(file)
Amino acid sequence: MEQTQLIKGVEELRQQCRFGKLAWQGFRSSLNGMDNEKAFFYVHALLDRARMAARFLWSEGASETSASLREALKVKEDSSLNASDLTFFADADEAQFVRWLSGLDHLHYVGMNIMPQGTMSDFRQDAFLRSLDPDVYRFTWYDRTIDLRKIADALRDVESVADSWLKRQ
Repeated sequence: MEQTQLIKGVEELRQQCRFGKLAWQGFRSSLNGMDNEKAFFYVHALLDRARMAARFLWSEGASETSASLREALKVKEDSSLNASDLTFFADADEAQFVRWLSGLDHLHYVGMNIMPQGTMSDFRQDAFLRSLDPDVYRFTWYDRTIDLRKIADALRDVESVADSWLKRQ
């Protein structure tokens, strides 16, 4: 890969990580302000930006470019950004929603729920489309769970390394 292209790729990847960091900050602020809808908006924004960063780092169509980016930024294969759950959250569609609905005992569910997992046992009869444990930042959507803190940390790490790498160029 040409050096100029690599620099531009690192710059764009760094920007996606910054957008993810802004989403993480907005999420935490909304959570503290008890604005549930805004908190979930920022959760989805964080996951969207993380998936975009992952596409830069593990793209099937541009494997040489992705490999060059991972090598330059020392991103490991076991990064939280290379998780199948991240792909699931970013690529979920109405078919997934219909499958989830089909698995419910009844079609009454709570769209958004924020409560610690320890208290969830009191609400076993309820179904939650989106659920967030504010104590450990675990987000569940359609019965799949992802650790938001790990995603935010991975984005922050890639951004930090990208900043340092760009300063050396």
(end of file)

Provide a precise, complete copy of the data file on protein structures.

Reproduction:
Amino acid sequence: MEQTQLIKGVEELRQQCRFGKLAWQGFRSSLNGMDNEKAFFYVHALLDRARMAARFLWSEGASETSASLREALKVKEDSSLNASDLTFFADADEAQFVRWLSGLDHLHYVGMNIMPQGTMSDFRQDAFLRSLDPDVYRFTWYDRTIDLRKIADALRDVESVADSWLKRQ
Repeated sequence: MEQTQLIKGVEELRQQCRFGKLAWQGFRSSLNGMDNEKAFFYVHALLDRARMAARFLWSEGASETSASLREALKVKEDSSLNASDLTFFADADEAQFVRWLSGLDHLHYVGMNIMPQGTMSDFRQDAFLRSLDPDVYRFTWYDRTIDLRKIADALRDVESVADSWLKRQ
């Protein structure tokens, strides 16, 4: 890969990580302000930006470019950004929603729920489309769970390394 292209790729990847960091900050602020809808908006924004960063780092169509980016930024294969759950959250569609609905005992569910997992046992009869444990930042959507803190940390790490790498160029 040409050096100029690599620099531009690192710059764009760094920007996606910054957008993810802004989403993480907005999420935490909304959570503290008890604005549930805004908190979930920022959760989805964080996951969207993380998936975009992952596409830069593990793209099937541009494997040489992705490999060059991972090598330059020392991103490991076991990064939280290379998780199948991240792909699931970013690529979920109405078919997934219909499958989830089909698995419910009844079609009454709570769209958004924020409560610690320890208290969830009191609400076993309820179904939650989106659920967030504010104590450990675990987000569940359609019965799949992802650790938001790990995603935010991975984005922050890639951004930090990208900043340092760009300063050396």